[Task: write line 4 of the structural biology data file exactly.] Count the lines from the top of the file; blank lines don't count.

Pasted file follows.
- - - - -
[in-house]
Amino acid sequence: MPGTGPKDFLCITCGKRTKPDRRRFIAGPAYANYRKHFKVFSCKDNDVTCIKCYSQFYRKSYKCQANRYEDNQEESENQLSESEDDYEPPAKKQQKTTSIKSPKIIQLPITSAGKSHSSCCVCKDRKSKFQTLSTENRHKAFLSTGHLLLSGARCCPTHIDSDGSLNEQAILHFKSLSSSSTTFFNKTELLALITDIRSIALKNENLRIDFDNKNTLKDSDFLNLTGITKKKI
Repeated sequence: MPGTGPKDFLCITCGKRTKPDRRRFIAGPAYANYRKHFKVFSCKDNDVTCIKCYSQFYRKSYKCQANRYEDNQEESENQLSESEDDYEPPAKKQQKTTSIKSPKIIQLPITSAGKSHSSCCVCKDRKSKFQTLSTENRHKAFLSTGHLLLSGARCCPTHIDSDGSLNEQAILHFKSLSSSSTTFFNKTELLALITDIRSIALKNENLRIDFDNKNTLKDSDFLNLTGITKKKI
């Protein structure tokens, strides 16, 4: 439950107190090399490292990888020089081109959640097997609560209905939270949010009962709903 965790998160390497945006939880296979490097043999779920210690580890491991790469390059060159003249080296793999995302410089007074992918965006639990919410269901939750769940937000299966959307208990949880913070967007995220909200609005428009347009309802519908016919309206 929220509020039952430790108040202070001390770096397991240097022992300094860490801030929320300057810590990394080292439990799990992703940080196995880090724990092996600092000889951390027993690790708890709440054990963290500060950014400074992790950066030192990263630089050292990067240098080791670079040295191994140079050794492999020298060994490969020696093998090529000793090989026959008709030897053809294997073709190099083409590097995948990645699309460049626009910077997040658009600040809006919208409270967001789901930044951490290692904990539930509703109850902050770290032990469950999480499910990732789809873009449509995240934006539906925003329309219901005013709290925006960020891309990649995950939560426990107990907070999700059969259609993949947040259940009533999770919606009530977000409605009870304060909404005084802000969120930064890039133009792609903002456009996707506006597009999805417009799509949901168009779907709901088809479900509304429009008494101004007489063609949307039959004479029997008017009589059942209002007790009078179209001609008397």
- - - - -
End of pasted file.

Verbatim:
């Protein structure tokens, strides 16, 4: 439950107190090399490292990888020089081109959640097997609560209905939270949010009962709903 965790998160390497945006939880296979490097043999779920210690580890491991790469390059060159003249080296793999995302410089007074992918965006639990919410269901939750769940937000299966959307208990949880913070967007995220909200609005428009347009309802519908016919309206 929220509020039952430790108040202070001390770096397991240097022992300094860490801030929320300057810590990394080292439990799990992703940080196995880090724990092996600092000889951390027993690790708890709440054990963290500060950014400074992790950066030192990263630089050292990067240098080791670079040295191994140079050794492999020298060994490969020696093998090529000793090989026959008709030897053809294997073709190099083409590097995948990645699309460049626009910077997040658009600040809006919208409270967001789901930044951490290692904990539930509703109850902050770290032990469950999480499910990732789809873009449509995240934006539906925003329309219901005013709290925006960020891309990649995950939560426990107990907070999700059969259609993949947040259940009533999770919606009530977000409605009870304060909404005084802000969120930064890039133009792609903002456009996707506006597009999805417009799509949901168009779907709901088809479900509304429009008494101004007489063609949307039959004479029997008017009589059942209002007790009078179209001609008397």